"It's like your household snow blower but a million times bigger," agency engineer Edward Macina said late Wednesday as the five-car diesel train chugged past the silent expanse of Kennedy Airport.
The train is a key component in the agency's comprehensive snow-battle plan. A six-foot cylindrical brush attached to the front sweeps snow into an even wider metal tube. Snow is then blasted away -- far away -- from the rails from the mouth of a chute about eight feet in the air.
The machine can launch the snow 200 feet, removing 3,000 tons of snow an hour. Macina, project manager in the car equipment department, joked 'Snow Eater' might be an appropriate nickname.
The approximately five-mile segment of the A line between Howard Beach and the Rockaways may be the toughest to maintain service during a major winter storm. It crosses through wide-open stretches of marsh and over the Jamaica Bay on a narrow band of elevated tracks. Other drift-prone areas that require special attention are on the Dyre Ave. line in the Bronx, and the Sea Beach, Brighton and Culver lines in Brooklyn.
Drifts can trip a subway train's emergency brakes or damage an engine. Ice on the third-rail can cut off power and jam switches. To keep the subways moving Wednesday, NYC Transit at times had about 60 work trains scraping rails and dispensing de-icer.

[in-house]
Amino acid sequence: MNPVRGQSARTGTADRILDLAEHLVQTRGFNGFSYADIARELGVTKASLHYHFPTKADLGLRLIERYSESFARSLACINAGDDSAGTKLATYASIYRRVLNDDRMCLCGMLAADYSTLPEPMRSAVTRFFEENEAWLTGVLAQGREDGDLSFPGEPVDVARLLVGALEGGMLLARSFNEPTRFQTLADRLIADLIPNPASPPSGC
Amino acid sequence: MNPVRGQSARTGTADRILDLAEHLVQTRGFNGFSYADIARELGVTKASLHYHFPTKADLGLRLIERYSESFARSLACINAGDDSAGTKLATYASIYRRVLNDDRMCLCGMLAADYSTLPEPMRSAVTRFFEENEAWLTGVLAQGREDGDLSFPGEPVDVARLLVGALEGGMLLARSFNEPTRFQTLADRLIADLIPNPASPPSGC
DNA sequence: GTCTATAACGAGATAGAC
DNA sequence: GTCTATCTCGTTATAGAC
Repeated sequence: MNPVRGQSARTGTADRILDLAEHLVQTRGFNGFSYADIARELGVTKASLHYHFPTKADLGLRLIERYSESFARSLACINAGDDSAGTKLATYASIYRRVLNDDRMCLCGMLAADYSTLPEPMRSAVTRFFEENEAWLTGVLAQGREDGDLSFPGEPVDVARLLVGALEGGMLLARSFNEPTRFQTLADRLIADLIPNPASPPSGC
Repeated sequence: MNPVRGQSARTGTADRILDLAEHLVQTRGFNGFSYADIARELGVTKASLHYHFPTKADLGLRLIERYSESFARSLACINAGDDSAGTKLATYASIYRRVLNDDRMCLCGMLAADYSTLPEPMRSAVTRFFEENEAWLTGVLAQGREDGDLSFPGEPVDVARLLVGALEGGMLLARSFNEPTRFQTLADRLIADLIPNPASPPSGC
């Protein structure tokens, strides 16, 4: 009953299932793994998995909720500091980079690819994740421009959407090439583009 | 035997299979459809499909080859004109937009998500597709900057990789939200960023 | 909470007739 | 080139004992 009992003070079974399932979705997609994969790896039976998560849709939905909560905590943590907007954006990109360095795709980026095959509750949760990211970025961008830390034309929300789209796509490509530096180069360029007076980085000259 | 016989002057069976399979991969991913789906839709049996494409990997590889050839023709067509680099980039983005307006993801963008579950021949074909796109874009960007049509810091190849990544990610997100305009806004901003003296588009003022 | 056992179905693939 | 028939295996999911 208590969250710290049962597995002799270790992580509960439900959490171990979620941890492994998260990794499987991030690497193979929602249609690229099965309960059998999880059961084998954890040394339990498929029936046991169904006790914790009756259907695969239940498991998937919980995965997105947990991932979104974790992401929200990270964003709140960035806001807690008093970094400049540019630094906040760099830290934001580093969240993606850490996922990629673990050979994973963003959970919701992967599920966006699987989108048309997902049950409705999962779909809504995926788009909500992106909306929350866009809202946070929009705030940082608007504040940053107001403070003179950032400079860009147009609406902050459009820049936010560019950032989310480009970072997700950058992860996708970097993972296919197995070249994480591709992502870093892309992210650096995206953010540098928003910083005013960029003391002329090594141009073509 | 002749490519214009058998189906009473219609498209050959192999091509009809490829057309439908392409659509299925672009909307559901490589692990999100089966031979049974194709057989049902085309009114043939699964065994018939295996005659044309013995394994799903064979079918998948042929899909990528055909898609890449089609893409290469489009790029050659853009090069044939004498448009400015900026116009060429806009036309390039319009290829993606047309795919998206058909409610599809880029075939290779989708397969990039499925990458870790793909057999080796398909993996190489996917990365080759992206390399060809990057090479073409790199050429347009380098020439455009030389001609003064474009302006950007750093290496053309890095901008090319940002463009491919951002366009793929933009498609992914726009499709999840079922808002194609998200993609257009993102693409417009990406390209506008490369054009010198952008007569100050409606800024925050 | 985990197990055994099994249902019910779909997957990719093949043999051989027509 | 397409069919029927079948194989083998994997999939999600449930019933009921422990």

Hundreds of track workers were also deployed around the system to dig out frozen or faulty equipment along lines and in yards. It may be called the subway, but there's still nearly 220 miles of outdoor track.
"It's grueling work, particularly in the Rockaways, where you are completely exposed to the elements," said John Samuelsen, a track worker recently elected president of Transport Workers Union Local 100.
"There's very few places to find any cover. Think about shoveling your driveway. These guys are doing it for eight to 12 hours straight."
Subway ridership was lighter than usual Feb. 10, but NYC Transit ran its regular schedule.
"Steel on steel keeps the snow from building up and the trains running," John McGuinness, assistant chief transportation officer, said.
The night before the snowstorm began, NYC Transit parked thousands of its subway cars in tunnels to protect them from the elements. Extra police patrolled the underground to watch for vandals seeing an opportunity. The trains normally are parked in yards ringed with barbed wire and floodlights.
Turning underground express tracks into subway train garages also meant car cleaners on the overnight shift were shuttled to a lay-up area. Motorman and conductors assigned to the morning rush hour had to report early so they could do their pre-shift inspections in the lay-ups.
"The subway is like the mailman used to be - through rain, sleet, snow - the trains must run to safely deliver people, including the mailman, to their destinations," NYC Transit deputy superintendent Tim Birnstill said.